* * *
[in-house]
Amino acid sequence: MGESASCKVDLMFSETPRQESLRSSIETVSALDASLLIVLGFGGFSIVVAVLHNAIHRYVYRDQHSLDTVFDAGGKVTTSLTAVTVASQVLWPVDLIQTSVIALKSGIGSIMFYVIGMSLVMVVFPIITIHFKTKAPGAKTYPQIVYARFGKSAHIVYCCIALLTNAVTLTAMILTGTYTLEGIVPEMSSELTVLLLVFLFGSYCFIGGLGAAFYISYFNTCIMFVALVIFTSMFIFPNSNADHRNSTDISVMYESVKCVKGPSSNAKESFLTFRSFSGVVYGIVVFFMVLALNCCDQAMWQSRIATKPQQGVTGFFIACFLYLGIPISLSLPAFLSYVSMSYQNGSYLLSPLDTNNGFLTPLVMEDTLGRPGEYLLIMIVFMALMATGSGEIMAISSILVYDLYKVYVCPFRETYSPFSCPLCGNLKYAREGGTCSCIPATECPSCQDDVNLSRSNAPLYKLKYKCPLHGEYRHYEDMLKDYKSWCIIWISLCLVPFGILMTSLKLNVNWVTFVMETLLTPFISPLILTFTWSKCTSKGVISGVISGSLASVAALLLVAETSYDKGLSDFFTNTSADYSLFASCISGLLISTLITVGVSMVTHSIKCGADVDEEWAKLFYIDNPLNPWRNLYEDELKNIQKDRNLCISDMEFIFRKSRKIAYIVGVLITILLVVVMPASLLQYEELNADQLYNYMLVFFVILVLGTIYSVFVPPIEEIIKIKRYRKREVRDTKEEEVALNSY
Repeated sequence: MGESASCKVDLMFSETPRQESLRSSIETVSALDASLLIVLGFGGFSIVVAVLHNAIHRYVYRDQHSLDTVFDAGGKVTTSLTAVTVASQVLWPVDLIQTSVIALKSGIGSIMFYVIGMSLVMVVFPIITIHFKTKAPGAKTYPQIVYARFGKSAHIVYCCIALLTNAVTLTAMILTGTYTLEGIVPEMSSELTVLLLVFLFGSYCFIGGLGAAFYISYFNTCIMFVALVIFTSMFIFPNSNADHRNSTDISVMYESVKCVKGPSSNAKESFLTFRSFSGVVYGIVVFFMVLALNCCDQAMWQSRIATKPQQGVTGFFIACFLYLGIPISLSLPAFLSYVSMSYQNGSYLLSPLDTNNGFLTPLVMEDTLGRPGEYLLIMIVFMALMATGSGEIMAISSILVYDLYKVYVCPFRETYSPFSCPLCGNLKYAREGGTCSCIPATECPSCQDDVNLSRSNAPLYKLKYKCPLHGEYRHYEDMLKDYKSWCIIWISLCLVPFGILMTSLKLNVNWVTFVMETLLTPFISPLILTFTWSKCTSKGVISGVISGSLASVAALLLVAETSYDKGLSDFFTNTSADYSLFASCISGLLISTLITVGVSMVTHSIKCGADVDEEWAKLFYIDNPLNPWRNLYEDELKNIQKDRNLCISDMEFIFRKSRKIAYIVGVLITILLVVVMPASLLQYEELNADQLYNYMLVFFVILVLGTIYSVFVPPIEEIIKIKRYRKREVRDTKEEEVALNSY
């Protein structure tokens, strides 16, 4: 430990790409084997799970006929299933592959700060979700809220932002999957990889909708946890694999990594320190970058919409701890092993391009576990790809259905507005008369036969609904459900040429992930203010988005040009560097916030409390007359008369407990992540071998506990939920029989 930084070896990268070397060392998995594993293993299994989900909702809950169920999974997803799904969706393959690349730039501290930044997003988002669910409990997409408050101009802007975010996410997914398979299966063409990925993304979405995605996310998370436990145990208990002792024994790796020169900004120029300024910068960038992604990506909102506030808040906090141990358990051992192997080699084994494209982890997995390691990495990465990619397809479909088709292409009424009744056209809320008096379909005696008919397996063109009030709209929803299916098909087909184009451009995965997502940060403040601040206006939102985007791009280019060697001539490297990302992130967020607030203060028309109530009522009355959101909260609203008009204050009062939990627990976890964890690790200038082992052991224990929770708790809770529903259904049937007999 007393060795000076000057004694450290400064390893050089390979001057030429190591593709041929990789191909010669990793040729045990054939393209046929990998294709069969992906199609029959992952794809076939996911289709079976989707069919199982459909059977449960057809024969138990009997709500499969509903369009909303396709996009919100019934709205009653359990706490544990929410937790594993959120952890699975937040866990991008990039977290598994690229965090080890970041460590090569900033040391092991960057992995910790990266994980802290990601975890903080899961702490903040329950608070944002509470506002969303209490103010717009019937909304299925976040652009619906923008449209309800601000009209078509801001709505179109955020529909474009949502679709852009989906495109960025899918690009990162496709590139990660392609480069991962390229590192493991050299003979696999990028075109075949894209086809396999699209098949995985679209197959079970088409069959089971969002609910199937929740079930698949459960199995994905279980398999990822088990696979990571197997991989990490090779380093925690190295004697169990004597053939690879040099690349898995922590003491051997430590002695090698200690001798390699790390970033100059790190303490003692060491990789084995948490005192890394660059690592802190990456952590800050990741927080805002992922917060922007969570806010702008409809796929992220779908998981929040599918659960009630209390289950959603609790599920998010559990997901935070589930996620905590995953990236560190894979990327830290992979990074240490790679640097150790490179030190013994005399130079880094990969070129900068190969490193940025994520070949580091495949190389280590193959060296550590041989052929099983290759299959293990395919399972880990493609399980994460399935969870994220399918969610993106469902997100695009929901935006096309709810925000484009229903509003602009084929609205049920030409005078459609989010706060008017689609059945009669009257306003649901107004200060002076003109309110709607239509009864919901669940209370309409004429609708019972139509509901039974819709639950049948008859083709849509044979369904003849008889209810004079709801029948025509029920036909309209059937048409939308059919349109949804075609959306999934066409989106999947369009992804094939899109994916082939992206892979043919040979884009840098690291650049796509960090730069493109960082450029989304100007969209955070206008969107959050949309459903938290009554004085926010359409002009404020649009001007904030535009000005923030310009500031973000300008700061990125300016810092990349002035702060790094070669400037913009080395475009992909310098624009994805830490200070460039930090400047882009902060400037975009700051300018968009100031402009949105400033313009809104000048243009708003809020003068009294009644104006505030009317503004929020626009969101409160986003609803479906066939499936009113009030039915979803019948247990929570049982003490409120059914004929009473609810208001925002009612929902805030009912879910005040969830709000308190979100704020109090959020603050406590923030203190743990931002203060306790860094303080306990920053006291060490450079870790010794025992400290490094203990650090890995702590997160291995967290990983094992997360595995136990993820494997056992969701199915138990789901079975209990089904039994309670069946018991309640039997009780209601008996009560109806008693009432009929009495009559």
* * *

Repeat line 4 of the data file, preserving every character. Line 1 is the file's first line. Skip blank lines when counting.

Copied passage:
């Protein structure tokens, strides 16, 4: 430990790409084997799970006929299933592959700060979700809220932002999957990889909708946890694999990594320190970058919409701890092993391009576990790809259905507005008369036969609904459900040429992930203010988005040009560097916030409390007359008369407990992540071998506990939920029989 930084070896990268070397060392998995594993293993299994989900909702809950169920999974997803799904969706393959690349730039501290930044997003988002669910409990997409408050101009802007975010996410997914398979299966063409990925993304979405995605996310998370436990145990208990002792024994790796020169900004120029300024910068960038992604990506909102506030808040906090141990358990051992192997080699084994494209982890997995390691990495990465990619397809479909088709292409009424009744056209809320008096379909005696008919397996063109009030709209929803299916098909087909184009451009995965997502940060403040601040206006939102985007791009280019060697001539490297990302992130967020607030203060028309109530009522009355959101909260609203008009204050009062939990627990976890964890690790200038082992052991224990929770708790809770529903259904049937007999 007393060795000076000057004694450290400064390893050089390979001057030429190591593709041929990789191909010669990793040729045990054939393209046929990998294709069969992906199609029959992952794809076939996911289709079976989707069919199982459909059977449960057809024969138990009997709500499969509903369009909303396709996009919100019934709205009653359990706490544990929410937790594993959120952890699975937040866990991008990039977290598994690229965090080890970041460590090569900033040391092991960057992995910790990266994980802290990601975890903080899961702490903040329950608070944002509470506002969303209490103010717009019937909304299925976040652009619906923008449209309800601000009209078509801001709505179109955020529909474009949502679709852009989906495109960025899918690009990162496709590139990660392609480069991962390229590192493991050299003979696999990028075109075949894209086809396999699209098949995985679209197959079970088409069959089971969002609910199937929740079930698949459960199995994905279980398999990822088990696979990571197997991989990490090779380093925690190295004697169990004597053939690879040099690349898995922590003491051997430590002695090698200690001798390699790390970033100059790190303490003692060491990789084995948490005192890394660059690592802190990456952590800050990741927080805002992922917060922007969570806010702008409809796929992220779908998981929040599918659960009630209390289950959603609790599920998010559990997901935070589930996620905590995953990236560190894979990327830290992979990074240490790679640097150790490179030190013994005399130079880094990969070129900068190969490193940025994520070949580091495949190389280590193959060296550590041989052929099983290759299959293990395919399972880990493609399980994460399935969870994220399918969610993106469902997100695009929901935006096309709810925000484009229903509003602009084929609205049920030409005078459609989010706060008017689609059945009669009257306003649901107004200060002076003109309110709607239509009864919901669940209370309409004429609708019972139509509901039974819709639950049948008859083709849509044979369904003849008889209810004079709801029948025509029920036909309209059937048409939308059919349109949804075609959306999934066409989106999947369009992804094939899109994916082939992206892979043919040979884009840098690291650049796509960090730069493109960082450029989304100007969209955070206008969107959050949309459903938290009554004085926010359409002009404020649009001007904030535009000005923030310009500031973000300008700061990125300016810092990349002035702060790094070669400037913009080395475009992909310098624009994805830490200070460039930090400047882009902060400037975009700051300018968009100031402009949105400033313009809104000048243009708003809020003068009294009644104006505030009317503004929020626009969101409160986003609803479906066939499936009113009030039915979803019948247990929570049982003490409120059914004929009473609810208001925002009612929902805030009912879910005040969830709000308190979100704020109090959020603050406590923030203190743990931002203060306790860094303080306990920053006291060490450079870790010794025992400290490094203990650090890995702590997160291995967290990983094992997360595995136990993820494997056992969701199915138990789901079975209990089904039994309670069946018991309640039997009780209601008996009560109806008693009432009929009495009559």